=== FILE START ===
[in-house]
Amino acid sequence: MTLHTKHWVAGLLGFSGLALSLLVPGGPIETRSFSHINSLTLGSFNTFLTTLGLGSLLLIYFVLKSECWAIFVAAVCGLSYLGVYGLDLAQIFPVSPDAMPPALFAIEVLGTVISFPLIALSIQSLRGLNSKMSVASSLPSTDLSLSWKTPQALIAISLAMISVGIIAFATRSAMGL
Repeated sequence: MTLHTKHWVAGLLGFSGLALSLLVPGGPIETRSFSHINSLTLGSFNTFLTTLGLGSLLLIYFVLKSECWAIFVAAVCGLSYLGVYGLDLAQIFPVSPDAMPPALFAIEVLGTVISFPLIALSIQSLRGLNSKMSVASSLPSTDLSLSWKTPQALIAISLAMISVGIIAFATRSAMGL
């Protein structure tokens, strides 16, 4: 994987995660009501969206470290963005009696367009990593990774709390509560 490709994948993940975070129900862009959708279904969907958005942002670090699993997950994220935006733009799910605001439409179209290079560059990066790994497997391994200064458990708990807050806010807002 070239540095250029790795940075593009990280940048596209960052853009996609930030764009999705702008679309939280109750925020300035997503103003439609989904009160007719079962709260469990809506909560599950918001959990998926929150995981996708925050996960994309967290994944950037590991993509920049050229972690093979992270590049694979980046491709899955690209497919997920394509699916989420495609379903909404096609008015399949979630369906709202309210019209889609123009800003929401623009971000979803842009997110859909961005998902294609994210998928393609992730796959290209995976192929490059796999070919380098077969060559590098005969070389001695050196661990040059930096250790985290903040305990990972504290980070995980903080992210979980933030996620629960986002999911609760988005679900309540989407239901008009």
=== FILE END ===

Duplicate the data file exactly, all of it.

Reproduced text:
[in-house]
Amino acid sequence: MTLHTKHWVAGLLGFSGLALSLLVPGGPIETRSFSHINSLTLGSFNTFLTTLGLGSLLLIYFVLKSECWAIFVAAVCGLSYLGVYGLDLAQIFPVSPDAMPPALFAIEVLGTVISFPLIALSIQSLRGLNSKMSVASSLPSTDLSLSWKTPQALIAISLAMISVGIIAFATRSAMGL
Repeated sequence: MTLHTKHWVAGLLGFSGLALSLLVPGGPIETRSFSHINSLTLGSFNTFLTTLGLGSLLLIYFVLKSECWAIFVAAVCGLSYLGVYGLDLAQIFPVSPDAMPPALFAIEVLGTVISFPLIALSIQSLRGLNSKMSVASSLPSTDLSLSWKTPQALIAISLAMISVGIIAFATRSAMGL
């Protein structure tokens, strides 16, 4: 994987995660009501969206470290963005009696367009990593990774709390509560 490709994948993940975070129900862009959708279904969907958005942002670090699993997950994220935006733009799910605001439409179209290079560059990066790994497997391994200064458990708990807050806010807002 070239540095250029790795940075593009990280940048596209960052853009996609930030764009999705702008679309939280109750925020300035997503103003439609989904009160007719079962709260469990809506909560599950918001959990998926929150995981996708925050996960994309967290994944950037590991993509920049050229972690093979992270590049694979980046491709899955690209497919997920394509699916989420495609379903909404096609008015399949979630369906709202309210019209889609123009800003929401623009971000979803842009997110859909961005998902294609994210998928393609992730796959290209995976192929490059796999070919380098077969060559590098005969070389001695050196661990040059930096250790985290903040305990990972504290980070995980903080992210979980933030996620629960986002999911609760988005679900309540989407239901008009």